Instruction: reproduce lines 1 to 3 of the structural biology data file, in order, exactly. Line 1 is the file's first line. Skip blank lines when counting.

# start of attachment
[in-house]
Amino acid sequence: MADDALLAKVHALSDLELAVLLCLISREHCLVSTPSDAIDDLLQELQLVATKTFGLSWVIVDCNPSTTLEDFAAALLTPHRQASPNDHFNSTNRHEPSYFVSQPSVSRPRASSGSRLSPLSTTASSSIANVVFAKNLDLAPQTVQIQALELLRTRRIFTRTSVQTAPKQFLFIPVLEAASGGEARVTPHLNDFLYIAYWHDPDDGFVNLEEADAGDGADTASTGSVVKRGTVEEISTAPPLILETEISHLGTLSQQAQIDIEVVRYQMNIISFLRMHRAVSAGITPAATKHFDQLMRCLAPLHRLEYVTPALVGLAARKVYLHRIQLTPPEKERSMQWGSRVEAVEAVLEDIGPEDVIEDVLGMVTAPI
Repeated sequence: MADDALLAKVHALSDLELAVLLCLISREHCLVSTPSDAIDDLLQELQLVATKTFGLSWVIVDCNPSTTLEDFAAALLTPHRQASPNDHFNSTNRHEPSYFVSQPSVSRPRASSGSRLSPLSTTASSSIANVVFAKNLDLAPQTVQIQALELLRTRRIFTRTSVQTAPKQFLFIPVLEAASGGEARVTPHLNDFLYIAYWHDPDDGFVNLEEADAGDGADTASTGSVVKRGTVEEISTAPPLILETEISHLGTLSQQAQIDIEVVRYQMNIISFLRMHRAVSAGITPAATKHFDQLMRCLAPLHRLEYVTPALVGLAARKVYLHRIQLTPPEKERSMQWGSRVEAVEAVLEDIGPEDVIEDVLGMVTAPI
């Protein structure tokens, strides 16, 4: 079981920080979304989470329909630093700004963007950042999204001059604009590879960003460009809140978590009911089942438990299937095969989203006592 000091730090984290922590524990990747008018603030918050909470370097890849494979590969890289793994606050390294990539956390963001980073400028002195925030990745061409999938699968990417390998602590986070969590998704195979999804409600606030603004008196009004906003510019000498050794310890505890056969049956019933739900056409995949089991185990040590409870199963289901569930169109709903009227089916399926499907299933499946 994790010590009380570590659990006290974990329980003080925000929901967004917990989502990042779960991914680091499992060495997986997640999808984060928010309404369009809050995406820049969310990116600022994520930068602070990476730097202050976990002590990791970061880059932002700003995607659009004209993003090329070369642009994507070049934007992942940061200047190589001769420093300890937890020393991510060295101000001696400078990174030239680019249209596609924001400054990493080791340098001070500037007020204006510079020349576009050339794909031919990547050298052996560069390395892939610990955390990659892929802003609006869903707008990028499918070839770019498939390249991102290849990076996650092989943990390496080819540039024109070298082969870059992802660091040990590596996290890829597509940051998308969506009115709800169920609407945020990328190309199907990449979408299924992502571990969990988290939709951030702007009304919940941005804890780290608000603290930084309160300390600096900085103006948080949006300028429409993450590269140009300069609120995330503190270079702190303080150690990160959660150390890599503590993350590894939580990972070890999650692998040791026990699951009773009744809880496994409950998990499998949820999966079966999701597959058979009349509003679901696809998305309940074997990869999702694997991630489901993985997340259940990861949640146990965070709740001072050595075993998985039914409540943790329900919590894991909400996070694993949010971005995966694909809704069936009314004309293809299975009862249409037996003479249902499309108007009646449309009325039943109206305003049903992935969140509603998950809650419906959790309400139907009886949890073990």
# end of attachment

[in-house]
Amino acid sequence: MADDALLAKVHALSDLELAVLLCLISREHCLVSTPSDAIDDLLQELQLVATKTFGLSWVIVDCNPSTTLEDFAAALLTPHRQASPNDHFNSTNRHEPSYFVSQPSVSRPRASSGSRLSPLSTTASSSIANVVFAKNLDLAPQTVQIQALELLRTRRIFTRTSVQTAPKQFLFIPVLEAASGGEARVTPHLNDFLYIAYWHDPDDGFVNLEEADAGDGADTASTGSVVKRGTVEEISTAPPLILETEISHLGTLSQQAQIDIEVVRYQMNIISFLRMHRAVSAGITPAATKHFDQLMRCLAPLHRLEYVTPALVGLAARKVYLHRIQLTPPEKERSMQWGSRVEAVEAVLEDIGPEDVIEDVLGMVTAPI
Repeated sequence: MADDALLAKVHALSDLELAVLLCLISREHCLVSTPSDAIDDLLQELQLVATKTFGLSWVIVDCNPSTTLEDFAAALLTPHRQASPNDHFNSTNRHEPSYFVSQPSVSRPRASSGSRLSPLSTTASSSIANVVFAKNLDLAPQTVQIQALELLRTRRIFTRTSVQTAPKQFLFIPVLEAASGGEARVTPHLNDFLYIAYWHDPDDGFVNLEEADAGDGADTASTGSVVKRGTVEEISTAPPLILETEISHLGTLSQQAQIDIEVVRYQMNIISFLRMHRAVSAGITPAATKHFDQLMRCLAPLHRLEYVTPALVGLAARKVYLHRIQLTPPEKERSMQWGSRVEAVEAVLEDIGPEDVIEDVLGMVTAPI